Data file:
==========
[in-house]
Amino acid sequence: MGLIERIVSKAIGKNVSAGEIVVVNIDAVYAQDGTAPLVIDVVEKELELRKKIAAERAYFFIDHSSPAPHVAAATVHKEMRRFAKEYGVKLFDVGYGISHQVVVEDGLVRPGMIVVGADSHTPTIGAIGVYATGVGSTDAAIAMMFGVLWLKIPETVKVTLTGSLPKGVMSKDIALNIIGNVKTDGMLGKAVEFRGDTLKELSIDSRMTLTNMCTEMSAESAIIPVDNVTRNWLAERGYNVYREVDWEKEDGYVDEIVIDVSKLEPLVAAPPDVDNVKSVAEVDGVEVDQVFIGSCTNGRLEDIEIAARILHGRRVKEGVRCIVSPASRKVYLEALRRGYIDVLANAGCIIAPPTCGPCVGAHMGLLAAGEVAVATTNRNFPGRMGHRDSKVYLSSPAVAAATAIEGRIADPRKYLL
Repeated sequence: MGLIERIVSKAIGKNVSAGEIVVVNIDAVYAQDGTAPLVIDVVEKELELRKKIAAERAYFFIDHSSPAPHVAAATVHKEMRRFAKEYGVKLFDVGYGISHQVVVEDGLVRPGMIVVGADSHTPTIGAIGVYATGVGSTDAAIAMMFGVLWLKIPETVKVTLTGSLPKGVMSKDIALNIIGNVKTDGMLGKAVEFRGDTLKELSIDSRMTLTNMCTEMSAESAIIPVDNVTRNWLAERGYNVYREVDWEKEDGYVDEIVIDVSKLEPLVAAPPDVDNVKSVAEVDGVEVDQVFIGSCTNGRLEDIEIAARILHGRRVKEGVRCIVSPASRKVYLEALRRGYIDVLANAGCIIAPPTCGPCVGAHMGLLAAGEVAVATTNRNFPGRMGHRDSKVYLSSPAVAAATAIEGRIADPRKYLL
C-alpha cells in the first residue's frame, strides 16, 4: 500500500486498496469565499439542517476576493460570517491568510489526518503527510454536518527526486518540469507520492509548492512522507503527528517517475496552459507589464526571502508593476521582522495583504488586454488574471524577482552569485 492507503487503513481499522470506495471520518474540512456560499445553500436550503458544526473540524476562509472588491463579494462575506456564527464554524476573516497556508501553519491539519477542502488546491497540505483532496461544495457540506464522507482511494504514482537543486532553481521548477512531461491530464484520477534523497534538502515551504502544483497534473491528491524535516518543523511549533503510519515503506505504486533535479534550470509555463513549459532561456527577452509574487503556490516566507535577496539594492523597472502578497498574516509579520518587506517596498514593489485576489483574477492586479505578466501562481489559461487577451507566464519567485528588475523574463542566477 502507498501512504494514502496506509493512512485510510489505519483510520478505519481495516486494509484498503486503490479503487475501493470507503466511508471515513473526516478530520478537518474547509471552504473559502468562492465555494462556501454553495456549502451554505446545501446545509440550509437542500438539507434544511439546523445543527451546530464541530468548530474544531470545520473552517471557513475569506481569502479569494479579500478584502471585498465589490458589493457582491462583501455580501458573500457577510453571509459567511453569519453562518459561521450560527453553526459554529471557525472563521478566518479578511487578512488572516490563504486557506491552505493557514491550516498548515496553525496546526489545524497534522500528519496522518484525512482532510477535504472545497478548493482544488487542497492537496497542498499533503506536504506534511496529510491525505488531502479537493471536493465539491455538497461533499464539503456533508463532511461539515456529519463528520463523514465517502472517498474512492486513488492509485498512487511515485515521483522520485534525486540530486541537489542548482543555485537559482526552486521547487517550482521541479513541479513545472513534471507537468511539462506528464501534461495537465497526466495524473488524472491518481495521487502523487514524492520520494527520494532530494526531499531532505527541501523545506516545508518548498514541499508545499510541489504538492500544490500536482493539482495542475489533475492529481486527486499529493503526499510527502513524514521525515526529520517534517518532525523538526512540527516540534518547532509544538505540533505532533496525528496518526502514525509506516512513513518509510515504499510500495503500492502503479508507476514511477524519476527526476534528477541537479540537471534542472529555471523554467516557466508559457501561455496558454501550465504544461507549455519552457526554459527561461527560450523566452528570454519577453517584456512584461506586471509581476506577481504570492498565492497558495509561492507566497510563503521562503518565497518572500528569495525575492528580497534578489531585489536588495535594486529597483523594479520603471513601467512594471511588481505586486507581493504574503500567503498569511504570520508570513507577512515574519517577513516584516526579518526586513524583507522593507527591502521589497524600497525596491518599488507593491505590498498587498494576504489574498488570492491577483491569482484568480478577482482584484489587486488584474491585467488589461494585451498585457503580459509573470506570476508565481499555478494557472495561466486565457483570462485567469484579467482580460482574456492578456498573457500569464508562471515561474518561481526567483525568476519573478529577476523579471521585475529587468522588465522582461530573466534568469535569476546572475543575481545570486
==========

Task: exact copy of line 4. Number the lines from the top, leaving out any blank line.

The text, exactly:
C-alpha cells in the first residue's frame, strides 16, 4: 500500500486498496469565499439542517476576493460570517491568510489526518503527510454536518527526486518540469507520492509548492512522507503527528517517475496552459507589464526571502508593476521582522495583504488586454488574471524577482552569485 492507503487503513481499522470506495471520518474540512456560499445553500436550503458544526473540524476562509472588491463579494462575506456564527464554524476573516497556508501553519491539519477542502488546491497540505483532496461544495457540506464522507482511494504514482537543486532553481521548477512531461491530464484520477534523497534538502515551504502544483497534473491528491524535516518543523511549533503510519515503506505504486533535479534550470509555463513549459532561456527577452509574487503556490516566507535577496539594492523597472502578497498574516509579520518587506517596498514593489485576489483574477492586479505578466501562481489559461487577451507566464519567485528588475523574463542566477 502507498501512504494514502496506509493512512485510510489505519483510520478505519481495516486494509484498503486503490479503487475501493470507503466511508471515513473526516478530520478537518474547509471552504473559502468562492465555494462556501454553495456549502451554505446545501446545509440550509437542500438539507434544511439546523445543527451546530464541530468548530474544531470545520473552517471557513475569506481569502479569494479579500478584502471585498465589490458589493457582491462583501455580501458573500457577510453571509459567511453569519453562518459561521450560527453553526459554529471557525472563521478566518479578511487578512488572516490563504486557506491552505493557514491550516498548515496553525496546526489545524497534522500528519496522518484525512482532510477535504472545497478548493482544488487542497492537496497542498499533503506536504506534511496529510491525505488531502479537493471536493465539491455538497461533499464539503456533508463532511461539515456529519463528520463523514465517502472517498474512492486513488492509485498512487511515485515521483522520485534525486540530486541537489542548482543555485537559482526552486521547487517550482521541479513541479513545472513534471507537468511539462506528464501534461495537465497526466495524473488524472491518481495521487502523487514524492520520494527520494532530494526531499531532505527541501523545506516545508518548498514541499508545499510541489504538492500544490500536482493539482495542475489533475492529481486527486499529493503526499510527502513524514521525515526529520517534517518532525523538526512540527516540534518547532509544538505540533505532533496525528496518526502514525509506516512513513518509510515504499510500495503500492502503479508507476514511477524519476527526476534528477541537479540537471534542472529555471523554467516557466508559457501561455496558454501550465504544461507549455519552457526554459527561461527560450523566452528570454519577453517584456512584461506586471509581476506577481504570492498565492497558495509561492507566497510563503521562503518565497518572500528569495525575492528580497534578489531585489536588495535594486529597483523594479520603471513601467512594471511588481505586486507581493504574503500567503498569511504570520508570513507577512515574519517577513516584516526579518526586513524583507522593507527591502521589497524600497525596491518599488507593491505590498498587498494576504489574498488570492491577483491569482484568480478577482482584484489587486488584474491585467488589461494585451498585457503580459509573470506570476508565481499555478494557472495561466486565457483570462485567469484579467482580460482574456492578456498573457500569464508562471515561474518561481526567483525568476519573478529577476523579471521585475529587468522588465522582461530573466534568469535569476546572475543575481545570486